But it just so happened that both Ashley and I have had similar experiences in the last few weeks. Each of us published a piece that we considered critical but fair and honest, and each of us experienced a backlash from the people who we’d criticized. There was debate, there was drama, there was scandalized gossip, there were messages of support, there was soul-searching. And, in the end, neither of us apologized for what we’d written; neither of us backed down.

Ashley and I each went through this experience independently, yet I think we each gained strength from knowing that we were part of a community of writers, bloggers, and theater-makers here in San Francisco, and from knowing that we aren’t the first people in the world to receive blowback after publishing a piece that is honest but not totally positive. A few years ago, the experience of arguing on Facebook with an acclaimed American theater artist would have devastated me. I might have been intimidated into backing down or apologizing in order to smooth things over. I didn’t do that this time. Like Ashley, I waited to respond, and chose my words carefully. Like her, I reiterated that I had not had any nefarious motivations in publishing my piece, yet I was not going to apologize for writing it.

Heck, six months ago on this very blog, I got into an argument with my editor, Stuart Bousel, in the comments section of one of my posts. It got pretty heated and, as the argument progressed, I found myself running to the bathroom at work and crying. I say this not to cast blame on anyone, but because I feel like being honest. But I didn’t cry, this past week.

Oddly enough, my argument with Stuart centered around the way an artist’s work is received out in the world. Stuart had written, “The constant possibility of reactions beyond your control are just the nature of a life where you have elected to live big and loud over quietly tending your own garden and being satisfied with that.” And despite our quibbling over certain implications of this phrase, despite my crying in my office bathroom, you know what… I’ve come around to agree with Stuart’s point. As such, when the artist took me to task on Facebook for saying that I didn’t care for his latest play, many people commented that it was odd that he should respond in such a fashion. Didn’t he know that, when you put work out into the world, not everyone may enjoy it or understand it? Couldn’t he accept that the audience’s reaction was beyond his control?

And in the meantime, I’ve become better able to withstand negativity myself. I try to write only things that I can stand behind 100%, reminding myself that I can control the words I put down, but I can’t control the response to them.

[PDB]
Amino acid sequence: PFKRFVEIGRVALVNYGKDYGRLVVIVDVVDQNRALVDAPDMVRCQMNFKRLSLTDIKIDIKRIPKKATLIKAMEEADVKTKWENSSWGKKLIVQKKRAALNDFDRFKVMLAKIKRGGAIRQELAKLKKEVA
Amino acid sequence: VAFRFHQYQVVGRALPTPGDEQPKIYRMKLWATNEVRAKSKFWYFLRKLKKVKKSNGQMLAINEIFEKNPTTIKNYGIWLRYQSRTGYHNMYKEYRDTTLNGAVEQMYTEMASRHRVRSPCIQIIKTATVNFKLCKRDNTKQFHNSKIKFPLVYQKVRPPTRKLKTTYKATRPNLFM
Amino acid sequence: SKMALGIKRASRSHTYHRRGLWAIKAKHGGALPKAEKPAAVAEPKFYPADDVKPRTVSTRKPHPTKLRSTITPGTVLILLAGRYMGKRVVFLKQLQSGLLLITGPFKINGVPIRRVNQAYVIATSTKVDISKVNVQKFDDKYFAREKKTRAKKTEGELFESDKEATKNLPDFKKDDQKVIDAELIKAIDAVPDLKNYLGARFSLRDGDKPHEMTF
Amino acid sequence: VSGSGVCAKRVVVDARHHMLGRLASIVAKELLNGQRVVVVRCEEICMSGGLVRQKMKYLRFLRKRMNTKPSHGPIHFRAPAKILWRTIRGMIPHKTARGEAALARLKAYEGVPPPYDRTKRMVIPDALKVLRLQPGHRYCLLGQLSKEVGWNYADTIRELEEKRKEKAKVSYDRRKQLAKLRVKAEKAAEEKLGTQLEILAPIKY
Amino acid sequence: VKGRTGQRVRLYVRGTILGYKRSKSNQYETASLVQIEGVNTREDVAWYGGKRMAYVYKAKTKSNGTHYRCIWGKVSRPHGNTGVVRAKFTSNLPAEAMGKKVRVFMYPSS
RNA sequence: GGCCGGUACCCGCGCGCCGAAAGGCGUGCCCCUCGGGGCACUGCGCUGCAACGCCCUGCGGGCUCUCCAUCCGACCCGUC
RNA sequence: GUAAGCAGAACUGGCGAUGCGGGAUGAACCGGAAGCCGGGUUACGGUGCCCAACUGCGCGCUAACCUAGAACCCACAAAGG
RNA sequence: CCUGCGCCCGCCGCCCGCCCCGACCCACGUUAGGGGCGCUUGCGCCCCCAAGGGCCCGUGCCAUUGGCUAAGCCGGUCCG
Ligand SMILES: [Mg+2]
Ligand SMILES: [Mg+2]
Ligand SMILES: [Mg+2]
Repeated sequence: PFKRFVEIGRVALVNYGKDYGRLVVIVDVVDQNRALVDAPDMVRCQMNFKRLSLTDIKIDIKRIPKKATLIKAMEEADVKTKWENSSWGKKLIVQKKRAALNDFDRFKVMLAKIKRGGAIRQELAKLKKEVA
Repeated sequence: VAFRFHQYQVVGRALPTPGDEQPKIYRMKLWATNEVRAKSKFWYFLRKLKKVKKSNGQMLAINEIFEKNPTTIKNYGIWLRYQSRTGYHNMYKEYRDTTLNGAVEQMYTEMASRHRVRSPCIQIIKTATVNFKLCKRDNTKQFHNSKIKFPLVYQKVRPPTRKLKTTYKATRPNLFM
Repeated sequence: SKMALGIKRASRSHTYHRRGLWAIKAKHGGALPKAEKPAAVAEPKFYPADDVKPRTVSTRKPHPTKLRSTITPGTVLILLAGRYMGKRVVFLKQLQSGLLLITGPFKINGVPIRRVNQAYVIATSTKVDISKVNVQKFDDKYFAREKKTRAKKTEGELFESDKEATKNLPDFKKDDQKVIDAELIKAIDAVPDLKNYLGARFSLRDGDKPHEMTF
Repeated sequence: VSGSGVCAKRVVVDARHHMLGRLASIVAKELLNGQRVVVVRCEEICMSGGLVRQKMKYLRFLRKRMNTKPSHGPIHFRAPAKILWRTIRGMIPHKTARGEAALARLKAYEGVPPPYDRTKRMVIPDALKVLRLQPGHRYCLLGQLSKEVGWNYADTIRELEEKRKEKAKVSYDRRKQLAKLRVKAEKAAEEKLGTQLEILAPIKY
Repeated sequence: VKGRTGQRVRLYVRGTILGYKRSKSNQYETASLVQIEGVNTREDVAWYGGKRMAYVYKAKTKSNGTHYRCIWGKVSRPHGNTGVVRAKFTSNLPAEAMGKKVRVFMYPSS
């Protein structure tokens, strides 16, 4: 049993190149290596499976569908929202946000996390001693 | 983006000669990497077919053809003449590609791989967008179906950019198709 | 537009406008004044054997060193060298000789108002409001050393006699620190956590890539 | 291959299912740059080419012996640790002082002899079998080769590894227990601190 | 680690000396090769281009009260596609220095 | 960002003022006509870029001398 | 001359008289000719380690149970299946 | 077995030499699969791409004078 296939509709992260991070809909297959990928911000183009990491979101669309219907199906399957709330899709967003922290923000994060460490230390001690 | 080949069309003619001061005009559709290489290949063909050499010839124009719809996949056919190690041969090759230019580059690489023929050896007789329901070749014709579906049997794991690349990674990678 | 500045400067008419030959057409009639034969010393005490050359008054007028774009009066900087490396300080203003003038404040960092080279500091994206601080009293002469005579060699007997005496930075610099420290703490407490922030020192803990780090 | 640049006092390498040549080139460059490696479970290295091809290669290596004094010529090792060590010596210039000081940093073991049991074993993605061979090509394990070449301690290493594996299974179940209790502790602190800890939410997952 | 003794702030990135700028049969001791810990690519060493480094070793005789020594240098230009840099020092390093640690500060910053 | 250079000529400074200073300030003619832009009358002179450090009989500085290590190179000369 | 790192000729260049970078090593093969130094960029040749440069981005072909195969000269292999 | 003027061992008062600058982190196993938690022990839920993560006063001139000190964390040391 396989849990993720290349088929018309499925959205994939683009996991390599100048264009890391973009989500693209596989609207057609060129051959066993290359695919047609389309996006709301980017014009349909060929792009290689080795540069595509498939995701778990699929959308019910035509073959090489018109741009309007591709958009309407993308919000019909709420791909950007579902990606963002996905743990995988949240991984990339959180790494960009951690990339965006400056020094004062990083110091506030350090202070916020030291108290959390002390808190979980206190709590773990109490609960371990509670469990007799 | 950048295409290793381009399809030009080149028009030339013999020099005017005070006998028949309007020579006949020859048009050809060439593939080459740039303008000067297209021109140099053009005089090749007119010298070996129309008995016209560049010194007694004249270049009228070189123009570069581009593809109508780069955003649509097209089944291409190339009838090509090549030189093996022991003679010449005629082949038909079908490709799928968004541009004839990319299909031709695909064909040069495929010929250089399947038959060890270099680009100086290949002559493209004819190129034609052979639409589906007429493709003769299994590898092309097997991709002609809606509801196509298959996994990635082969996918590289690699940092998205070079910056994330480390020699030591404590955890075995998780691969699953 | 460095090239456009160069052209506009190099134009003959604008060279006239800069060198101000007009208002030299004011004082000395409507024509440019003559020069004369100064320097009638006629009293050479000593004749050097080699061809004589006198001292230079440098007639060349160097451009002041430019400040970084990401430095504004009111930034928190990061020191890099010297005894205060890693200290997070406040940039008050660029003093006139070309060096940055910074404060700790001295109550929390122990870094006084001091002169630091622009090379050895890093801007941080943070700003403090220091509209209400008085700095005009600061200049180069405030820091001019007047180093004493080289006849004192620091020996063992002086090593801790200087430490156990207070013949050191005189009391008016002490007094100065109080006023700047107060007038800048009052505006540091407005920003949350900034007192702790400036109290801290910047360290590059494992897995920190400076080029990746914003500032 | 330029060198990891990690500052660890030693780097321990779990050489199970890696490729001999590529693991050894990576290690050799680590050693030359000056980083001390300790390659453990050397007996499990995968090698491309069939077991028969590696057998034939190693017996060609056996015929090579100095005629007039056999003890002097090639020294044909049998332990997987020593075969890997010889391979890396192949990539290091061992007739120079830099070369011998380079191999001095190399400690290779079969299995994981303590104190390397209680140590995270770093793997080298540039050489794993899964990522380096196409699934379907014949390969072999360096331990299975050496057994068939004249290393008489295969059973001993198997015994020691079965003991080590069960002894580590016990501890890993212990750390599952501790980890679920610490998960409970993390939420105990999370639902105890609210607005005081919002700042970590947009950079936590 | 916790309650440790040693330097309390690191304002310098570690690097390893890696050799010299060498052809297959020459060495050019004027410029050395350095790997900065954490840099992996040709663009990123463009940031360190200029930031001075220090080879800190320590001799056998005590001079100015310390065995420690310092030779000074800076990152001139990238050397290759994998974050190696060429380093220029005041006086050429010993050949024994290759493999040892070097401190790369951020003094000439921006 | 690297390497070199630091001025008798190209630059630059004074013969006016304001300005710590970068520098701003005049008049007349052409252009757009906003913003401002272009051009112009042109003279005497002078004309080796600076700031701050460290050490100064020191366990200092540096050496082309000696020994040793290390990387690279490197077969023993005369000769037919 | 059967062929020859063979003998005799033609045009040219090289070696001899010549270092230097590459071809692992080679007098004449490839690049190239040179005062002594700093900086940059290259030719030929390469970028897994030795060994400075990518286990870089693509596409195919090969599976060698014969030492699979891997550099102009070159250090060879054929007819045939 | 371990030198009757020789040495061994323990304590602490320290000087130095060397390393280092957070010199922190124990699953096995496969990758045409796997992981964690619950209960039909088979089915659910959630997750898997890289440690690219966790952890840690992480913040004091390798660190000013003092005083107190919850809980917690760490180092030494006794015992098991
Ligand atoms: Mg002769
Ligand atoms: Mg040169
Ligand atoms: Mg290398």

This blog, which we’re now referring to as the San Francisco Theater Pub(lic), has been going for almost two years, but in the last few months, it feels like we’ve become an actual Thing. Just before Christmas, the regular bloggers had a meeting over sangria at our beloved Cafe Flore that has attained the status of legend. We stopped feeling like we were just a bunch of individual wordsmiths rushing to meet column deadlines, and started to realize that we were truly a tribe, a collective, a happy few, a band of brothers… (well, mostly sisters).

As bloggers, we all have our own individual voices, perspectives, and pet topics, but one of the most gratifying things about working on this blog for two years is that I can sense a larger pattern, or voice, developing that connects our disparate posts. It seems like many of our posts revolve around the idea of living an ethical life in a difficult business. (Or, hell, a difficult world; the theater may not coddle you, but life doesn’t coddle you either.) Or, as Ashley phrased it in her piece, perhaps the theme is “how to be both honest and kind.”

This theme has been especially striking in the past week, what with Will Leschber’s contention that “hating the Oscars is lazy reporting and lazy viewership,” to guest columnist John Caldon’s list of suggestions for how to deliver feedback honestly and constructively, to Ashley’s aforementioned “I’m not sorry I told my story” piece, to Claire Rice’s attempts to lay her heart open and get at the root of her writer’s block. (Freudian slip alert: I originally typed “writer’s blog” there just now. True story.) All of us are pushing ourselves to be more honest, more courageous, and more compassionate, both as writers and as human beings. Which means that we’re all pushing each other forward, as well; a rising tide lifts all boats. I’ve always dreamed of being part of a group like this, but thought that they only existed in stories. Now I know that it’s within my power — our power — to make it a reality.

I want you to keep pushing me to be a better writer and a better person. I want you to continue writing pieces that make me say, “damn, I wish I’d written that.”

Marissa Skudlarek is a San Francisco-based playwright and arts writer. For more, visit marissabidilla.blogspot.com or @MarissaSkud on Twitter.